Deford Bailey

Deford Bailey

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Please note that the content of this book primarily consists of articles available from Wikipedia or other free sources online. DeFord Bailey (December 14, 1899 - July 2, 1982) was an early country music star and the first African American performer on the Grand Ole Opry. Bailey played several instruments but is best known for his harmonica tunes. He was one of the few notable African-American stars in country music. A grandson of slaves, Bailey was born near the Bellwood community in rural Smith County, Tennessee, and learned to play the harmonica at the age of three. He contracted polio (or as it was called at the time 'infantile paralysis'). During his year-long confinement to bed he developed his distinctive style of playing. In 1918, he moved to Nashville performing locally. His first documented radio appearance was June 19, 1926 on WSM in Nashville. On December 10, 1927, he performed his most famous piece "Pan American Blues" for the first time. Upon Bailey's debut performance of the "Pan American Blues," WSM Barn Dance George D. Hay is quoted as having said: "From now on we will present the Grand Ole Opry." The radio show has been known by that name ever since.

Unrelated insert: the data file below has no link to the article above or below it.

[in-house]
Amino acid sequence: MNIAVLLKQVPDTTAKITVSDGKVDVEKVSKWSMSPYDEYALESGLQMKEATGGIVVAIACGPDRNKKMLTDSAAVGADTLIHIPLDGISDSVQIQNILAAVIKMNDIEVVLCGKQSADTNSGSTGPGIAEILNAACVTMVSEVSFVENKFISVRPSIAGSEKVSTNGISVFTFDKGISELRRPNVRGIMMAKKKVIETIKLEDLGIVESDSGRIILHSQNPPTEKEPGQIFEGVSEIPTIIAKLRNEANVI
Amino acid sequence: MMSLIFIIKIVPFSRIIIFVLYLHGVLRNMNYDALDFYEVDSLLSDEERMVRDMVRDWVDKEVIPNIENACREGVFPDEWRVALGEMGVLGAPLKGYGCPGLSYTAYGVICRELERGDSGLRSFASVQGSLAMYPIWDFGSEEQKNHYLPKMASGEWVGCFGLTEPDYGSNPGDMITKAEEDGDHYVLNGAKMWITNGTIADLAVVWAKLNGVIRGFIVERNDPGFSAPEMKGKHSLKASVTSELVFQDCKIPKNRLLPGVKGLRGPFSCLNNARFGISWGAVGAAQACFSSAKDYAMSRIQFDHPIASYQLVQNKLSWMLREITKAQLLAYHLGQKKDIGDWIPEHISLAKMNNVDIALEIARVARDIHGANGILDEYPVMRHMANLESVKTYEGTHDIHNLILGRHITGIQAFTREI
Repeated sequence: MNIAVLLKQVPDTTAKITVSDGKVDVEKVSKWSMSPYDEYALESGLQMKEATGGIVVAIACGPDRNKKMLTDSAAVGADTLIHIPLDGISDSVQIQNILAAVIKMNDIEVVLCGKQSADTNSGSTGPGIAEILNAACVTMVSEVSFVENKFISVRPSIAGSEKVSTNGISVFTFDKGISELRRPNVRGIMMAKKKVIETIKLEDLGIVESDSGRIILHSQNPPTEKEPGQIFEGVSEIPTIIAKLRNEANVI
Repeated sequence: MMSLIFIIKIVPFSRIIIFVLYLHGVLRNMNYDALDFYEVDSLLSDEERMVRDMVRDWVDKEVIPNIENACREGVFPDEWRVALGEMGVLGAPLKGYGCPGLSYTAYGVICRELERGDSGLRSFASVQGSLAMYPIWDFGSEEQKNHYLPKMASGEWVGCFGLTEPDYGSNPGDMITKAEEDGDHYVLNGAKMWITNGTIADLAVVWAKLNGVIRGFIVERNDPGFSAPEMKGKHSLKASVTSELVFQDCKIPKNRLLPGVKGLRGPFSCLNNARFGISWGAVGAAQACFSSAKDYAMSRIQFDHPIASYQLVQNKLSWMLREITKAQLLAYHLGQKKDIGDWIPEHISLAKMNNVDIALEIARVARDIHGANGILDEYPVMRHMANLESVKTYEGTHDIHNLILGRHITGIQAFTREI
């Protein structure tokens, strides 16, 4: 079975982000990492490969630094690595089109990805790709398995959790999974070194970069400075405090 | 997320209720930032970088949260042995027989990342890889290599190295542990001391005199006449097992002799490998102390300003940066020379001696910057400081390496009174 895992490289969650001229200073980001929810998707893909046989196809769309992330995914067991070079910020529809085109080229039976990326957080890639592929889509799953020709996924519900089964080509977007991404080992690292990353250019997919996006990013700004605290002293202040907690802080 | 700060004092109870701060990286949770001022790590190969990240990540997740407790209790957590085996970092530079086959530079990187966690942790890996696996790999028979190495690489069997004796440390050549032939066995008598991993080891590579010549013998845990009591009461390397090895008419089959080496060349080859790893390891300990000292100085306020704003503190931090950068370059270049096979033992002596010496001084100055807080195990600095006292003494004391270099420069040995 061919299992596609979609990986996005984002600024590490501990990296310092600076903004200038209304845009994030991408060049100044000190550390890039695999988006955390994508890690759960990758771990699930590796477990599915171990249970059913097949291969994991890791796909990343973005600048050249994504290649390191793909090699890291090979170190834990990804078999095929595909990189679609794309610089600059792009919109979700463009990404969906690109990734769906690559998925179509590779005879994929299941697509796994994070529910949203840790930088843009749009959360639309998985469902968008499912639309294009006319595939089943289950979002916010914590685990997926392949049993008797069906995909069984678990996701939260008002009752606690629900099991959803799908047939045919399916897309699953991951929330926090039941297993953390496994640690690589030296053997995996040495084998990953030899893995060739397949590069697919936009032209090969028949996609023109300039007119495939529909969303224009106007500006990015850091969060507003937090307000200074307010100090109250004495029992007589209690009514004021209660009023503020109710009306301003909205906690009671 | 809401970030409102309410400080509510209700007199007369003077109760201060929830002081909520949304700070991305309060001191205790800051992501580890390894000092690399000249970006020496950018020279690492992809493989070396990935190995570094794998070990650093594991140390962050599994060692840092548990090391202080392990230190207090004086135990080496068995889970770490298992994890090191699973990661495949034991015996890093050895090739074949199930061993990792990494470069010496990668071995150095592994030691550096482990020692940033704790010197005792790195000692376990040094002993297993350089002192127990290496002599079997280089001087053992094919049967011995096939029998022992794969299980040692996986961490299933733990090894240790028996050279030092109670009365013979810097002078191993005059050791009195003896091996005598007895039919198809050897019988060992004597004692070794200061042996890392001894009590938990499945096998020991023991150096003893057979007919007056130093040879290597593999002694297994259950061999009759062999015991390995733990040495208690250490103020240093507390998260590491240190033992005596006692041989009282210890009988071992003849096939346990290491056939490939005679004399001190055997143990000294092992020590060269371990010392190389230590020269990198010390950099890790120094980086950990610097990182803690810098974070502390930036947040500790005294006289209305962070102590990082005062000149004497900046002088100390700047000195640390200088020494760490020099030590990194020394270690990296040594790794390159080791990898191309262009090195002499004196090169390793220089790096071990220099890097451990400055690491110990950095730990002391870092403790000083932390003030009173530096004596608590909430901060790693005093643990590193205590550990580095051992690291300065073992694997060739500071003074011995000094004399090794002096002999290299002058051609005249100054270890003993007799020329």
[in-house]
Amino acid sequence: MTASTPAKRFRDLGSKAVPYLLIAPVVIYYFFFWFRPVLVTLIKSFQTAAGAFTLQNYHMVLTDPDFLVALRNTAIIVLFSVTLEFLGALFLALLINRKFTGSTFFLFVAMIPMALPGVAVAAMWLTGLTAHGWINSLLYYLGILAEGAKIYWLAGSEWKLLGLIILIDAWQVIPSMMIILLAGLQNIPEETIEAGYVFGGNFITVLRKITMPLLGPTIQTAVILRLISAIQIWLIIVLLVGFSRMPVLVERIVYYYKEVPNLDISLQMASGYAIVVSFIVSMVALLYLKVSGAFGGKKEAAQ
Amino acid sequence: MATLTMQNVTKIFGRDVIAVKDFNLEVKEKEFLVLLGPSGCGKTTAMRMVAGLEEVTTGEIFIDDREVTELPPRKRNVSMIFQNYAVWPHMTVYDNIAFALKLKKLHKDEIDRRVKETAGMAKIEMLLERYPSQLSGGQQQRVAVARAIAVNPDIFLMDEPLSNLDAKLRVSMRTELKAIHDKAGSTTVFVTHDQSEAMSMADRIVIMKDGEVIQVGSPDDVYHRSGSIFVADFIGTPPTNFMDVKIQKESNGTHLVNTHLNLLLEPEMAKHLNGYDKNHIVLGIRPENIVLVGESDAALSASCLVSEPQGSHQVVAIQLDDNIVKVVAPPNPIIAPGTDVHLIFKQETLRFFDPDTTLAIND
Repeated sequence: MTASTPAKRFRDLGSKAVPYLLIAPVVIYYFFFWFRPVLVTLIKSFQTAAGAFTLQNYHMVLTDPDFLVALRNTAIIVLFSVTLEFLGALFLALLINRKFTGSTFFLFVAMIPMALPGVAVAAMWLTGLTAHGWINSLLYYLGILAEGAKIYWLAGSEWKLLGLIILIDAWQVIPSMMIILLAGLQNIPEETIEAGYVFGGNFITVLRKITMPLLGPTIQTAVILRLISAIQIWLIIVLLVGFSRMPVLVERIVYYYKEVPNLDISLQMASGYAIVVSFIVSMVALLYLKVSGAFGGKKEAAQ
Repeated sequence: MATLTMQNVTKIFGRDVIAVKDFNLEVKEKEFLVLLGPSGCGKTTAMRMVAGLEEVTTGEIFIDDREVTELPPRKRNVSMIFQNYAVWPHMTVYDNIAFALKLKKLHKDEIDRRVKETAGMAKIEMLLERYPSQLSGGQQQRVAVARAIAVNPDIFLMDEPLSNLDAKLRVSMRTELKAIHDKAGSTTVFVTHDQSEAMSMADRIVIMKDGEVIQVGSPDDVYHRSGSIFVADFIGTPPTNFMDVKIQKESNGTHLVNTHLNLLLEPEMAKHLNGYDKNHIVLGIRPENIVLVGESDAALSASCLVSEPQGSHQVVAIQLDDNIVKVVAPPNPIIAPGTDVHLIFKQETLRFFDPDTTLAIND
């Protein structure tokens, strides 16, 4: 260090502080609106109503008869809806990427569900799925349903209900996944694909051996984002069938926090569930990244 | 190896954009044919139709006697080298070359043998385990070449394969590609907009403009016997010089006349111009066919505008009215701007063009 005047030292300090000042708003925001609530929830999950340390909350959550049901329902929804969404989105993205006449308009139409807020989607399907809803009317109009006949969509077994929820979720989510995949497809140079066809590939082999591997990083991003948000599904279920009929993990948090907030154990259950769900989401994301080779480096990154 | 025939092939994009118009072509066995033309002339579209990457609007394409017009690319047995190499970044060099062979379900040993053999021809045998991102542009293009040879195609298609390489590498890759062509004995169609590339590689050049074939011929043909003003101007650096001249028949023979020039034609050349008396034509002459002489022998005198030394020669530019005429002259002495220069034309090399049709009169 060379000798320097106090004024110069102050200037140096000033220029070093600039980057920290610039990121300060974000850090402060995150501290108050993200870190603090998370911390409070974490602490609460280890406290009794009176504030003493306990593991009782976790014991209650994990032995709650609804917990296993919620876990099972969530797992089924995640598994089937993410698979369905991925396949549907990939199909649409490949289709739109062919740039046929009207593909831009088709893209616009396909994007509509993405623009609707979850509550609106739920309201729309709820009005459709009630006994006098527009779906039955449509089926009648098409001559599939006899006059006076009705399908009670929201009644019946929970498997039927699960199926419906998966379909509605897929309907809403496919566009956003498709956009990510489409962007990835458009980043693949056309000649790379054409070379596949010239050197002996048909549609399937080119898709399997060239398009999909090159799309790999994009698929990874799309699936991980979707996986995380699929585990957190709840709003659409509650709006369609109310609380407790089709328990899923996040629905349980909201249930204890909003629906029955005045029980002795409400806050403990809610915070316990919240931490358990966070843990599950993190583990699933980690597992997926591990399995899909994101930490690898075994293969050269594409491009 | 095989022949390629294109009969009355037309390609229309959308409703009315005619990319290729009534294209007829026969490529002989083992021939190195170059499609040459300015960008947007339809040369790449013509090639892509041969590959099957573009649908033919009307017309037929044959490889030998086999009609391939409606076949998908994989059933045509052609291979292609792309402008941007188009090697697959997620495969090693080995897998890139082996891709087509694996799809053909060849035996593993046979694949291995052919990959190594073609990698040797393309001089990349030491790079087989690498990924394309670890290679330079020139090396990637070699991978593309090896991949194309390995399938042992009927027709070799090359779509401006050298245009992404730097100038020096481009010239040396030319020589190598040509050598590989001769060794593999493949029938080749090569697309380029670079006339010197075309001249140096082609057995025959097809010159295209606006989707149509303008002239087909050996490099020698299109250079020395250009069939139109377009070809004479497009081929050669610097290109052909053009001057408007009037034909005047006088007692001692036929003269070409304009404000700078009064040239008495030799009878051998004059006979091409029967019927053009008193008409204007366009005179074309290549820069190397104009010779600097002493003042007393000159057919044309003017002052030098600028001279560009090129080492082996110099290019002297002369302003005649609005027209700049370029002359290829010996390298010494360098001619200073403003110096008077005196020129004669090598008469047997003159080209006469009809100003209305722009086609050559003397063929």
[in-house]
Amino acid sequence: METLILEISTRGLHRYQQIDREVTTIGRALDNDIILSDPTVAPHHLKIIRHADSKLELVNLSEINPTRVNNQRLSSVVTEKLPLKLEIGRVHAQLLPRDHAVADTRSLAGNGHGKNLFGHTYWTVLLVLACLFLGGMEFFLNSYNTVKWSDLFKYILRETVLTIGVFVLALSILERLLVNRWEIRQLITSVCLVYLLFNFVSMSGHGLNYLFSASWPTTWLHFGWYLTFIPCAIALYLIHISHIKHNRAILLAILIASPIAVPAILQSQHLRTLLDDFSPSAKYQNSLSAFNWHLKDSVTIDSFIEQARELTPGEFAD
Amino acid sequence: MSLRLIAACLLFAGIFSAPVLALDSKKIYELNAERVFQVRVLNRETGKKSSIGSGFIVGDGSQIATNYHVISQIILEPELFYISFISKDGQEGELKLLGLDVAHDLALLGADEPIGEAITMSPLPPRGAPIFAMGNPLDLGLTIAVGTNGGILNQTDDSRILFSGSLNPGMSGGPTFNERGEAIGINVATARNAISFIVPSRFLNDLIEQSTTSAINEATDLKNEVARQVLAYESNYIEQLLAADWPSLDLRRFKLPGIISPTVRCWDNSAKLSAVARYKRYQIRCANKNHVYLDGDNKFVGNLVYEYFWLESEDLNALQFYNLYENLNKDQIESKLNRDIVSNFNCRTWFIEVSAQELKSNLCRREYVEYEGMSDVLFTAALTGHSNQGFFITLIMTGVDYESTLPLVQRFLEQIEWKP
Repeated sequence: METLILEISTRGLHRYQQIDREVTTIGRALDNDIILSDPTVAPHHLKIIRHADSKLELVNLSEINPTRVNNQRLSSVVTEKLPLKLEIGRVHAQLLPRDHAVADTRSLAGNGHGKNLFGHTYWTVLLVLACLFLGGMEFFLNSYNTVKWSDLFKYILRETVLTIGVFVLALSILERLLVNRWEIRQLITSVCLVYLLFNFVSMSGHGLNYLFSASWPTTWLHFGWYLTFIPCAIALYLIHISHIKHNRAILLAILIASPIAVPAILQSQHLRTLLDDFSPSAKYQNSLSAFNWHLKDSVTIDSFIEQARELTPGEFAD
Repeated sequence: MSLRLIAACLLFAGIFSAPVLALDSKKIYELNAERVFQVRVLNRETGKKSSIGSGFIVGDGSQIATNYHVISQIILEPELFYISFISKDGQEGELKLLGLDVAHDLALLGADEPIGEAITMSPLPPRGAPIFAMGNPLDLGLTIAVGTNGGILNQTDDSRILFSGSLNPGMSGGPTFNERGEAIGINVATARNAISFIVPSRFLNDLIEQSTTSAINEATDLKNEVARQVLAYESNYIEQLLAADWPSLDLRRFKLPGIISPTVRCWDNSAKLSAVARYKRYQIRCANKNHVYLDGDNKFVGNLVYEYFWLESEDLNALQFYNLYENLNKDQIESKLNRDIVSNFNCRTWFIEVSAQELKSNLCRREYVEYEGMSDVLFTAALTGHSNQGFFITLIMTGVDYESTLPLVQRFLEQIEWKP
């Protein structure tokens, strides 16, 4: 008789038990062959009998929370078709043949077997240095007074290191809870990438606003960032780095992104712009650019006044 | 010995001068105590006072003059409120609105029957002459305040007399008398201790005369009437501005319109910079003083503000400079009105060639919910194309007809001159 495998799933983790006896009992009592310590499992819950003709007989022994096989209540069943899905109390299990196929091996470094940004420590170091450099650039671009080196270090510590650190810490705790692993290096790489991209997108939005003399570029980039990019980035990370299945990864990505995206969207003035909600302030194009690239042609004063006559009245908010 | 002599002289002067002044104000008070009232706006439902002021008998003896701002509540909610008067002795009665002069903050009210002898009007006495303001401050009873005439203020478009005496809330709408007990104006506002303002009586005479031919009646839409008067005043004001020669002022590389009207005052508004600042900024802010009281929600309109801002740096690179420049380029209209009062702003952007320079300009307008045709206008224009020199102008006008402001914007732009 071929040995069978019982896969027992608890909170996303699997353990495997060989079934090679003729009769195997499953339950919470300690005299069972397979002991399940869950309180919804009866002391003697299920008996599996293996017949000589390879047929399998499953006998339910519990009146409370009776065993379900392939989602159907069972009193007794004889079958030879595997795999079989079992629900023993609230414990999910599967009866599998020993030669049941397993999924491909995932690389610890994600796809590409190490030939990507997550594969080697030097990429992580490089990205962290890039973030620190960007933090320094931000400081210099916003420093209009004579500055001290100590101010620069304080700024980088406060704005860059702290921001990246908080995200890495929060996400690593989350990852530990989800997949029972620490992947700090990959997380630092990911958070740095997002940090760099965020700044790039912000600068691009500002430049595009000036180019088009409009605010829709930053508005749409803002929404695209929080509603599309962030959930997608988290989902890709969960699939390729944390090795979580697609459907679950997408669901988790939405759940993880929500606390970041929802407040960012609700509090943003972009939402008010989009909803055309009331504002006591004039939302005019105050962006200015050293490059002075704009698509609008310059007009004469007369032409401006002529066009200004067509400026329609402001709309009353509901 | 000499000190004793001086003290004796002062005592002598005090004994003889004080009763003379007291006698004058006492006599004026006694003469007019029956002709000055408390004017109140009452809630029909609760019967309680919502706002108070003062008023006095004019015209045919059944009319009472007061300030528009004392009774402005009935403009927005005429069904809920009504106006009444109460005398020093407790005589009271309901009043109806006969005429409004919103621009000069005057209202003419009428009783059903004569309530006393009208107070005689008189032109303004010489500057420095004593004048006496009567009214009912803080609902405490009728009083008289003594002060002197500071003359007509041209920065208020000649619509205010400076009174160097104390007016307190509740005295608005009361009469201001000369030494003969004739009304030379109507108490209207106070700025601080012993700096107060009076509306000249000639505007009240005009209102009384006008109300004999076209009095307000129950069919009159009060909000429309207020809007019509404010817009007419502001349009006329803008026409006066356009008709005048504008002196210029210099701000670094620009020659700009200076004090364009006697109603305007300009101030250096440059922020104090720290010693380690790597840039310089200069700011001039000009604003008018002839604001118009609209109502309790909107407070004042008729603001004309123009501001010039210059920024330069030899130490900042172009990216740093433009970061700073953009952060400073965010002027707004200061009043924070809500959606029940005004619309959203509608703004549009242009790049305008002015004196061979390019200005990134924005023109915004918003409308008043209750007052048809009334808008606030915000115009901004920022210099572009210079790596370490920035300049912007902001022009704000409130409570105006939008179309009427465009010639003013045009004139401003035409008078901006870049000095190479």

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Product details

  • Paperback | 120 pages
  • 152 x 229 x 7mm | 186g
  • United States
  • English
  • 6136614782
  • 9786136614786